Back in college, we partnered with Wishard Hospital on their "Works of Hope and Healing." What we did was do out artwork, focused on how it relates to the hospital.  I did a piece with my amazon warrior, to link it with breast cancer.  I studied classical art in college, and I've just been reading Greek mythology since I was in middle school, so I was very familiar with the stories.  When I got out of school, I decided I wanted to revisit that and do a whole series of it.  That's where it all started.

What does "Amazonomachy" mean?

It's a Greek term that means "Amazon battle." That's become a theme that Greeks have done all over, the battles with the Amazons.  Its on the Parthenon, and it's everywhere.

With your interest in this theme, why is this something that you wanted to explore further?

I got out of school, and I wasn't quite sure if I wanted to go do graduate work yet.  I knew I needed to get a studio right away.  Too many art students, they graduate from art school, and then you never hear from them again.  I knew I had to get busy and do something.  I thought about what I was doing, and that was the thing I wanted to do first.

What do you hope people take away after looking at these paintings?

I really wanted to do artwork with a cause.  I hope they get some awareness, and if I can get some pieces that sell, I'm putting a percentage of that towards Susan G. Komen research.  There's always a big push for awareness in October, because it's Breast Cancer Awareness Month, but it really is a year-round thing.

-- Ryan Trares

New Year, New Work!

New year, new work!

I have been very busy in my studio and quickly filling up a new sketchbook.  I have been trying to work on some ideas for my next big exhibition for 2012.  I have also been busy working on some smaller pieces on 8x10 canvas boards and hope to have a whole box full by the 2011 Stutz Open House at the end of April.  Have your favorite myth, story, character, theme?  I am always accepting commissions.  My studio has been very empty now that about half of it is hanging at the Indianapolis Artsgarden.  Haven't seen it yet?  It runs until the 30th!

Jan 5, 2011

Amazonomachy Opens!

New work by Bonnie Fillenwarth
At the Artsgarden inside the Circle Center Mall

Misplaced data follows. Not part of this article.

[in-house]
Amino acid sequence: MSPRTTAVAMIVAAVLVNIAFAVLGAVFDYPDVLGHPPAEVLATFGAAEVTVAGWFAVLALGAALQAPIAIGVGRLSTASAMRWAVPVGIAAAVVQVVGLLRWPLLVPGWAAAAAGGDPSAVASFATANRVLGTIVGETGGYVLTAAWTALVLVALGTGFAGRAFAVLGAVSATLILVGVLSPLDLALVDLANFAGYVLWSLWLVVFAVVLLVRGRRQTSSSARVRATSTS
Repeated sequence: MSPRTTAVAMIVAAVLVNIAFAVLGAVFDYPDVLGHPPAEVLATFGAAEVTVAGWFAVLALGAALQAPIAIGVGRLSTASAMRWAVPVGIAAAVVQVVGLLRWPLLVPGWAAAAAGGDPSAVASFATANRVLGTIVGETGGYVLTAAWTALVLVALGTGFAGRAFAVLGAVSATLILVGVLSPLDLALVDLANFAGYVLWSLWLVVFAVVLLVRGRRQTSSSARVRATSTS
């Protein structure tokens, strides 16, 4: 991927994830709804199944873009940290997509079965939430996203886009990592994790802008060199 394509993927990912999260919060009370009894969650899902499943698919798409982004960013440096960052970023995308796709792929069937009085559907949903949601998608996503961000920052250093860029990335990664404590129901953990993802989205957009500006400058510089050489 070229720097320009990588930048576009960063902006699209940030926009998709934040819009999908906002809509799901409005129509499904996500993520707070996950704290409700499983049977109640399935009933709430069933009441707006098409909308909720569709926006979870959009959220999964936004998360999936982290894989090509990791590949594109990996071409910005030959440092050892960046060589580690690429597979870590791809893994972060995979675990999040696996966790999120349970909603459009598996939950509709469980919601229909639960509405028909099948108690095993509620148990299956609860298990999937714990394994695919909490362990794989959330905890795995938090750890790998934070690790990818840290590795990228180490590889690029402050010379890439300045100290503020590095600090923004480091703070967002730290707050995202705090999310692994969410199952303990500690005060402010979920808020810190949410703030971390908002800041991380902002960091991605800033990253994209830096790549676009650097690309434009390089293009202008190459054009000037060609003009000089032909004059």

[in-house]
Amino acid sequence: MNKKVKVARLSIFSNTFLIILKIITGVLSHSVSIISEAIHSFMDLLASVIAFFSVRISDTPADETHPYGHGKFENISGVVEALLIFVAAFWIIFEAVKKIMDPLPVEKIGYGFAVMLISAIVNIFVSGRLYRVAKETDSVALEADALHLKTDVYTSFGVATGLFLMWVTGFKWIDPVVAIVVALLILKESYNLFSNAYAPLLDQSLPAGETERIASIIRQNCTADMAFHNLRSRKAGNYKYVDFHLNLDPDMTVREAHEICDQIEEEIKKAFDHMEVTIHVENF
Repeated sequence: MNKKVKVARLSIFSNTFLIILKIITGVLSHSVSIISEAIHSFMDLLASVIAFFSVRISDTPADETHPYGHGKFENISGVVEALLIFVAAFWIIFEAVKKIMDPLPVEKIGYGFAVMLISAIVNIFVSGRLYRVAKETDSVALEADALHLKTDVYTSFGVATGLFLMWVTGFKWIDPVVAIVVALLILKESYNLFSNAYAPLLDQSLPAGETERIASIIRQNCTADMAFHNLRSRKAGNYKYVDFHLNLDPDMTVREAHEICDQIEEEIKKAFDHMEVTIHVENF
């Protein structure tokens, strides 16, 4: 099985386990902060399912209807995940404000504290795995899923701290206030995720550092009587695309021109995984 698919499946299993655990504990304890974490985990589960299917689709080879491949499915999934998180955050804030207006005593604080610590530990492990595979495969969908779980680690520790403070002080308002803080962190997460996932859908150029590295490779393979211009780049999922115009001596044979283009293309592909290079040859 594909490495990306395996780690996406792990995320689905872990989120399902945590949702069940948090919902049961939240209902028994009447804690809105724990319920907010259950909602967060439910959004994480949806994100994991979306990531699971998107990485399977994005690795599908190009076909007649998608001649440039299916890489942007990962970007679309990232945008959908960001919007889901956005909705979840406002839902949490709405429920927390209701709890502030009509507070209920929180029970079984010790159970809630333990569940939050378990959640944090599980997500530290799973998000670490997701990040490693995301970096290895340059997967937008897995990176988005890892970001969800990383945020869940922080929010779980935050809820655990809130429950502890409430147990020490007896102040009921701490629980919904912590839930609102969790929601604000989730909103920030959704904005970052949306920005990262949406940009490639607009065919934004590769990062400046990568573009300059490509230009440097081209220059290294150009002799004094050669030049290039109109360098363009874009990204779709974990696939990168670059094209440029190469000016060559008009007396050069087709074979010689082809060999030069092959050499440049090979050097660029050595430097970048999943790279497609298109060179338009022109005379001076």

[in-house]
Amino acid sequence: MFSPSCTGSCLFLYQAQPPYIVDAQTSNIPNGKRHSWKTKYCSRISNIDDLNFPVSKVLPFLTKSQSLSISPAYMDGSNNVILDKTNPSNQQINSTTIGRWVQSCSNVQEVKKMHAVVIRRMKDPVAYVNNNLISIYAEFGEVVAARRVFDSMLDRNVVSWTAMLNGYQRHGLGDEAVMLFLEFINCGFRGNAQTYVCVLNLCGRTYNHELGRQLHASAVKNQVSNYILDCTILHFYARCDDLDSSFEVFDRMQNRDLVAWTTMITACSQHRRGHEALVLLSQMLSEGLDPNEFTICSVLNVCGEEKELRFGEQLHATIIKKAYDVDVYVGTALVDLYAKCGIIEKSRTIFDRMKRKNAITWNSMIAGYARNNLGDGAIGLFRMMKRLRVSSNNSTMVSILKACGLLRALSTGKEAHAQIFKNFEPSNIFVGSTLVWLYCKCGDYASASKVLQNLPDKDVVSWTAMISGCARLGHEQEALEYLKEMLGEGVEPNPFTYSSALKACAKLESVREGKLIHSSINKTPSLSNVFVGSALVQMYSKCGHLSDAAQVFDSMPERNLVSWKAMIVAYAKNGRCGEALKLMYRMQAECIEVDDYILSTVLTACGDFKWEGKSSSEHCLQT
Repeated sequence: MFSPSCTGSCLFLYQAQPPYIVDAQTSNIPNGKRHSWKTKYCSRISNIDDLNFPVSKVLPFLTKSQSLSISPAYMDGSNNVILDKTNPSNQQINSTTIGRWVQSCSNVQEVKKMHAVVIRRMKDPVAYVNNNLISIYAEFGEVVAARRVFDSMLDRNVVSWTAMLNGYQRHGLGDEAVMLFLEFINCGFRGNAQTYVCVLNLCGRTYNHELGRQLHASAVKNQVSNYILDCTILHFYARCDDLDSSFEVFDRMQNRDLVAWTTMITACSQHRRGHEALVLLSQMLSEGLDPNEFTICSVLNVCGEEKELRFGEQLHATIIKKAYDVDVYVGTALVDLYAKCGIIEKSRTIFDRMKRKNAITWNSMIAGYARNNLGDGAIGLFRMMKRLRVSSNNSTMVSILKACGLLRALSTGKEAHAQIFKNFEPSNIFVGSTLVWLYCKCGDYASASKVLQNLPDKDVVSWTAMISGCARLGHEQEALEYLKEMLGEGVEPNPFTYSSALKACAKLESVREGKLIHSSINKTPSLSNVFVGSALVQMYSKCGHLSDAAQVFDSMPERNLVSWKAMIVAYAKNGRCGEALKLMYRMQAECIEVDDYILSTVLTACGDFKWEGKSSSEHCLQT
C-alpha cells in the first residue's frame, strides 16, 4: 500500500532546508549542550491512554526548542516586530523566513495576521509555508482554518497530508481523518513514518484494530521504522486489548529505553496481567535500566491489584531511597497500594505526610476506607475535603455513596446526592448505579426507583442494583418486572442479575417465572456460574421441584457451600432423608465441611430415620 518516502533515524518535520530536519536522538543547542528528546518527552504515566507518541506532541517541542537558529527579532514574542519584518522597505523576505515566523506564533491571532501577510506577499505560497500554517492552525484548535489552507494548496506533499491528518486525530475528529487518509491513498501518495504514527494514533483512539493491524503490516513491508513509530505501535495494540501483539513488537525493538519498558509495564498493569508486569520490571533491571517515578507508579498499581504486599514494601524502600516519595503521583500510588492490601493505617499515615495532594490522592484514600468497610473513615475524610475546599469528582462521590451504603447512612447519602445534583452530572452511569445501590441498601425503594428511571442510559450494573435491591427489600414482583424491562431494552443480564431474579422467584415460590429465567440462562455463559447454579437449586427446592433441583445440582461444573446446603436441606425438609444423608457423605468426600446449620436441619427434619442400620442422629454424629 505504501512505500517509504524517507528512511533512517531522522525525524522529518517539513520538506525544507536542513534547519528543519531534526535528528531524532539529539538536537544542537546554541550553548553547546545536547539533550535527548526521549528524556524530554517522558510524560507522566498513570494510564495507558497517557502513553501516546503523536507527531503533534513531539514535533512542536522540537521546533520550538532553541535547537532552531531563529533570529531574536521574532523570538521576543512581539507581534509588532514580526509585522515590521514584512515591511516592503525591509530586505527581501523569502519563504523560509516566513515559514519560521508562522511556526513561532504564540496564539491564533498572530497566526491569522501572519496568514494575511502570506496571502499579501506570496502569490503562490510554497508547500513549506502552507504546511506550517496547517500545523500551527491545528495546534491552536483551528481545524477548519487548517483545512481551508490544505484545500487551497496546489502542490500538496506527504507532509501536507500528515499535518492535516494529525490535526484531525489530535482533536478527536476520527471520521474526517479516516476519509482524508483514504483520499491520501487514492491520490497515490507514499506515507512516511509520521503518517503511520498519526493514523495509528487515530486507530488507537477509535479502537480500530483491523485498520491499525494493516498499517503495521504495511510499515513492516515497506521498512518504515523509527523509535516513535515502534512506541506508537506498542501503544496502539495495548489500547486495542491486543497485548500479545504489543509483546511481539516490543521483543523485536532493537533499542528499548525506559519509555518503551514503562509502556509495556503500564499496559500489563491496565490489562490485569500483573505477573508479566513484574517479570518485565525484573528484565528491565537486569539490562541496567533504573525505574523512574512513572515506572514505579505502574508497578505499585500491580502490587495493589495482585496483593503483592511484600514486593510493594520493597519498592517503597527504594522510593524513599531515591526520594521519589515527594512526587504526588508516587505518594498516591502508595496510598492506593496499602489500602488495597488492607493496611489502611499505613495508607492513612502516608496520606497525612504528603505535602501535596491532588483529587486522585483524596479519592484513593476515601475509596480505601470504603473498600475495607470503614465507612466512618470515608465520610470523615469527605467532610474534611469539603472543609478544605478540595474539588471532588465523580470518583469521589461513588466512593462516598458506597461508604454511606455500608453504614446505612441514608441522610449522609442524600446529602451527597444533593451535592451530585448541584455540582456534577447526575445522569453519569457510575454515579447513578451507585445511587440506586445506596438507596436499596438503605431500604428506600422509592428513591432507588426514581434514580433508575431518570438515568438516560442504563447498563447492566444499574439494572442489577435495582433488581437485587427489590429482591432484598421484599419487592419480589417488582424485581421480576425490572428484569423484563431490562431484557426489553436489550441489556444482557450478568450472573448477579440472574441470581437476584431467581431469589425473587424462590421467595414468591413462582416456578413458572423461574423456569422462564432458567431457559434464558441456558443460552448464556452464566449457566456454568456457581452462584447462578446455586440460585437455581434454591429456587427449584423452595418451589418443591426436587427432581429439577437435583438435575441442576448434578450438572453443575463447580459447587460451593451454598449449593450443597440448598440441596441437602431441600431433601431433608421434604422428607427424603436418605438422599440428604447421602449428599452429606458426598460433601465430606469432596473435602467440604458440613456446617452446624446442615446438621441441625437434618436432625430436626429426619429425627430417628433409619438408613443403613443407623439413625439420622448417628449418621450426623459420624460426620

January 4th- January 30th

I know there are some of you who do not live in Indianapolis and/or cannot make it to my show.  Therefore I have posted a bunch of pictures and information about the show.

Amazonomachy is a term that refers to Ancient Greeks battling the Amazon women, a theme frequently used in Greek art. Greeks viewed the defeat of the Amazon warriors as a metaphor for civilized man overcoming barbarianism. For this show, I am reversing the theme and applying it to the modern day fight against breast cancer. In these depictions, I show the Amazons, who I use to represent those afflicted with the disease, literally fighting against breast cancer. To prepare themselves for battle, the Amazons would amputate their right breast to more accurately shoot their arrows, just as many women today must endure the loss of breasts or hair to improve their chances of recovery. To honor the strength and determination of women facing this disease, I depict those struggling against breast cancer just as Greek myth does the Amazon fighters: strong.

The goal of this project is to celebrate the strength and sisterhood that have come out of the movement for breast cancer awareness. Over the years I have seen breast cancer research evolve from humble beginnings to year-round fundraising for research. It has moved beyond focusing simply on the disease to treating also the women themselves, their family, and friends, including them in a worldwide sisterhood of fighters and survivors. Like the legendary Amazons of ancient Greek culture, these women going through the journey to defeat breast cancer have shown the world what real strength is. A portion of the sales from this event will go to local breast cancer research.

Another huge thank you for the Puffin Foundation Ltd. for funding this event.